I've noticed that spacetime diagrams are often used to explain certain situations in special relativity such as the Twin's Paradox, for example:
In describing these diagrams, people will often say things like "the stationary twin's world line is along the y-axis; his position is constant in space, moving only in time." Of course, this is all relative, the twin could still be moving but he isn't in his frame of reference. My question, however, has to do with the statement "moving only in time." Lets say an object is truly stationary with respect to the three dimensions of space, why must the object be moving through time as the statement seems to imply? Does an object need to be moving to exist or can we not experience time without motion?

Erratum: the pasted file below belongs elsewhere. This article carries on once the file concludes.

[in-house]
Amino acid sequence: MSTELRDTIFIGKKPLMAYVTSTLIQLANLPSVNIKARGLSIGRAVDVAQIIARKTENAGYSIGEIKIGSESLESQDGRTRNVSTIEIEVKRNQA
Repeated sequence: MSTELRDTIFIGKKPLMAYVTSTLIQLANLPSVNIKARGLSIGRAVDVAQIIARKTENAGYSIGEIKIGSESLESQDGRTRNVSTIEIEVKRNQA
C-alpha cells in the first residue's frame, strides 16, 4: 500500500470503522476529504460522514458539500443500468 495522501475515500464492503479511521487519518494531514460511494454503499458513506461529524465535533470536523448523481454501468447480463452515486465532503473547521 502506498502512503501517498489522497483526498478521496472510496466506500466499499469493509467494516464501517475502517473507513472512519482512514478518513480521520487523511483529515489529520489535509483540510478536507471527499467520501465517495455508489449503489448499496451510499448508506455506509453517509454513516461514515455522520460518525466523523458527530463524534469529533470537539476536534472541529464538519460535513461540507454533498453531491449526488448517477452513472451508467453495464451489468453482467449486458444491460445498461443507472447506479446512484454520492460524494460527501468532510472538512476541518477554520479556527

I've also heard people ask "if gravity is induced by the curvature of spacetime, how can an object experience gravity if it isn't moving through space?" In response to this, I hear arguments similar to that above "a still object is still moving through time and so will still experience gravity." Is this to imply all objects are moving through time even if they aren't moving through space? And if an object doesn't move with respect to space or time will it not experience gravity and will it even exist? I guess I am confused by what it means to be "moving" through time, is this the same as moving through the three dimensions of space and is it possible to not move through time?
Appreciate any responses. I realize this question is a bit informal, I'm just hoping to get a better concept of what is actually going on and not get lost in all the formality.